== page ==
In addition to avoiding probate, some other advantages to setting up a living trust in addition to a will includes:
- Avoid the need of conservatorship if the grantor is incompetent or incapacitated
- Offer potential tax savings
- Continue for the benefit of your loved ones including any minor children, dependent elderly parents, adult children with drug/alcohol issues, or children with special needs or development disadvantages
Although a will isn’t required, most lawyers would recommend you have one in addition to a living trust. The will can serve as a safety net to “pour” assets into your trust in case the decedent forgot to add the asset. The will may also provide instructions for care of minor children or any other dependents the decedent may have.
California Probate & Estate Administration Law – Visit the official website for the California Legislative Information regarding probate law and estate administration. Access the site to learn more about probate and estate planning including protective proceedings, health care decisions, powers of attorney, nonprobate transfers, trust law, and more.
Diagram of the Probate Process – Visit the official website for the Superior Court of California for Santa Clara County to learn more about the probate process in California. Access the site to learn more about the steps to probate, what documents must be filed, how long probate takes, and other information about estate administration.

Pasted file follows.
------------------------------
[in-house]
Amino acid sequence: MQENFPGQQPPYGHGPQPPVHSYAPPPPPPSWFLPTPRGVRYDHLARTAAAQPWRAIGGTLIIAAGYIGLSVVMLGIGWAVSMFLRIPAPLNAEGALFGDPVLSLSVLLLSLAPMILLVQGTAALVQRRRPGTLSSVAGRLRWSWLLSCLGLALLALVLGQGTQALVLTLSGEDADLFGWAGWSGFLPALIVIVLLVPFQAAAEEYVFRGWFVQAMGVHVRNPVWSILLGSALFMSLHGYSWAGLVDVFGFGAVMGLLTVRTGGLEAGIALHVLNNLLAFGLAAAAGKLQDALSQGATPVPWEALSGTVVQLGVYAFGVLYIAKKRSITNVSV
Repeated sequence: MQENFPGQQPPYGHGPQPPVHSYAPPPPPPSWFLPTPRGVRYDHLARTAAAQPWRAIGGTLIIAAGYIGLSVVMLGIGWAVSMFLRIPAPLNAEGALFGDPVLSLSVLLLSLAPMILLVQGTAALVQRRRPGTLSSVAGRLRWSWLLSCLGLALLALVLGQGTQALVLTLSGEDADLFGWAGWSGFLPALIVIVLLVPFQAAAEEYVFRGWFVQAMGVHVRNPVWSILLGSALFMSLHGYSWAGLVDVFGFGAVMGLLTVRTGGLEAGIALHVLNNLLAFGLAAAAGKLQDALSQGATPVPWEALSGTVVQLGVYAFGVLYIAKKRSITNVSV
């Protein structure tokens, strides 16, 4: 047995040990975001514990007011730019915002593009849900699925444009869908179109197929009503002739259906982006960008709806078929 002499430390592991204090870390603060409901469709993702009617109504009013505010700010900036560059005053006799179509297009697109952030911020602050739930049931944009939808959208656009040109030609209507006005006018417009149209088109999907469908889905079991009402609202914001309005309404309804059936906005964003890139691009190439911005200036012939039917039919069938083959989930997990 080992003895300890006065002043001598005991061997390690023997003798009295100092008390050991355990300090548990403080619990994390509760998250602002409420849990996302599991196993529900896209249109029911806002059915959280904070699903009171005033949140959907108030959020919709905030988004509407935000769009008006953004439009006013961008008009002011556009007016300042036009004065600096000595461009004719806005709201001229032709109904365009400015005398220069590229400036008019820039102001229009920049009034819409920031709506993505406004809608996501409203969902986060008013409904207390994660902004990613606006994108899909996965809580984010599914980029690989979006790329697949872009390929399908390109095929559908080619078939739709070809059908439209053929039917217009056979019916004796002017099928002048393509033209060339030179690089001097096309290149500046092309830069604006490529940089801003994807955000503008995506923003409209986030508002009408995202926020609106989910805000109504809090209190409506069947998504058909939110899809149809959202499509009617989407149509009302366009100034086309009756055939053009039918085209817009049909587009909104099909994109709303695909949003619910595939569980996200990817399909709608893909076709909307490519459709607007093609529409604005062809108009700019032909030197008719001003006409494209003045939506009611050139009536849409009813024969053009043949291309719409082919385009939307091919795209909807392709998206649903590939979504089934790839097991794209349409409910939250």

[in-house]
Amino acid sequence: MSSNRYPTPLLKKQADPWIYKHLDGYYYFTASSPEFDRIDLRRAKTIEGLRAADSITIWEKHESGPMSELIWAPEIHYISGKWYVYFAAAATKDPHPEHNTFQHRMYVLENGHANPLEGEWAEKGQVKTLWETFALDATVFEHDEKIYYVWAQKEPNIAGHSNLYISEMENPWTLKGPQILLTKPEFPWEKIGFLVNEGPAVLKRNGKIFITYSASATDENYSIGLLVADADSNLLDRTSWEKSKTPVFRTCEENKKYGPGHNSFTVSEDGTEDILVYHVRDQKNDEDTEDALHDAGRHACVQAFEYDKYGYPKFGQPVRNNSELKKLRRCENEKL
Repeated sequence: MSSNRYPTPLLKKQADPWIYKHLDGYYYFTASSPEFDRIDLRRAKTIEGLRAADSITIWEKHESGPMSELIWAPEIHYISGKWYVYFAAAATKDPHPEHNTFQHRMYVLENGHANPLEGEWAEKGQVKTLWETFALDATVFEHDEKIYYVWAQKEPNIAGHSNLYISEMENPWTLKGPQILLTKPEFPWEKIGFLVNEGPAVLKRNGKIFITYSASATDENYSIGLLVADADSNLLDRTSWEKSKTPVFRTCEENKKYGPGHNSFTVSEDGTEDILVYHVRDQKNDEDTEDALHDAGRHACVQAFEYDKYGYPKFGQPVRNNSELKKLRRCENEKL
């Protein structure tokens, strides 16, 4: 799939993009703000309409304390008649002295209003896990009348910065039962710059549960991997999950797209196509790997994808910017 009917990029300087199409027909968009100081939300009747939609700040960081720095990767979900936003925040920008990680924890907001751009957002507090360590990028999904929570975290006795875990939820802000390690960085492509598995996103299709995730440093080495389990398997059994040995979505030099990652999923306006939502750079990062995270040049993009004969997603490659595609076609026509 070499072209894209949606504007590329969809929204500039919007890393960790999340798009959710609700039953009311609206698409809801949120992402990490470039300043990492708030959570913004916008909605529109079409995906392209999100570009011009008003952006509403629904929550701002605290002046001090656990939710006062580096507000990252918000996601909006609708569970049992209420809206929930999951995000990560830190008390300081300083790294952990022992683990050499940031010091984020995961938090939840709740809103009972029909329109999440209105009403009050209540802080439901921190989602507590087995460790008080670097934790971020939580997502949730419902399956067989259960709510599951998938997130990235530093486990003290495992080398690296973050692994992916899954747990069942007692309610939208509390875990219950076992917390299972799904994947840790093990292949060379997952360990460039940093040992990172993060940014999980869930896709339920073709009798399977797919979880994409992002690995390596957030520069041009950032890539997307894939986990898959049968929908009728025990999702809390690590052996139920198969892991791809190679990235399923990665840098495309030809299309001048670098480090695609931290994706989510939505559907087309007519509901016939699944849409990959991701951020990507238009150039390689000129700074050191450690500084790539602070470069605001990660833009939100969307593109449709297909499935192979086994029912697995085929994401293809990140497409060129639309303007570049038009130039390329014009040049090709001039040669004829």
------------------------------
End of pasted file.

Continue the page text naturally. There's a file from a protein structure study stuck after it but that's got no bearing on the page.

Ventura Probate Administration Lawyer, CA
The experienced California estate administration lawyers at Botti & Morison Estate Planning Attorneys, Ltd. have provided assistance to countless successor trustees, executors, and administrators in the state of California. They are available to assist you, family members or friends who may be facing the task of carrying out an estate plan. We can provide the guidance and the honesty you need to ensure your loved one’s wishes are carried out properly.
Call Botti & Morison Estate Planning Attorneys, Ltd. today at (877) 585-1885 to set up your first consultation free of charge. Botti & Morison Estate Planning Attorneys, Ltd. is located throughout the state of California including Ventura County, Kern County, San Luis Obispo County, Los Angeles County, and Santa Barbara County.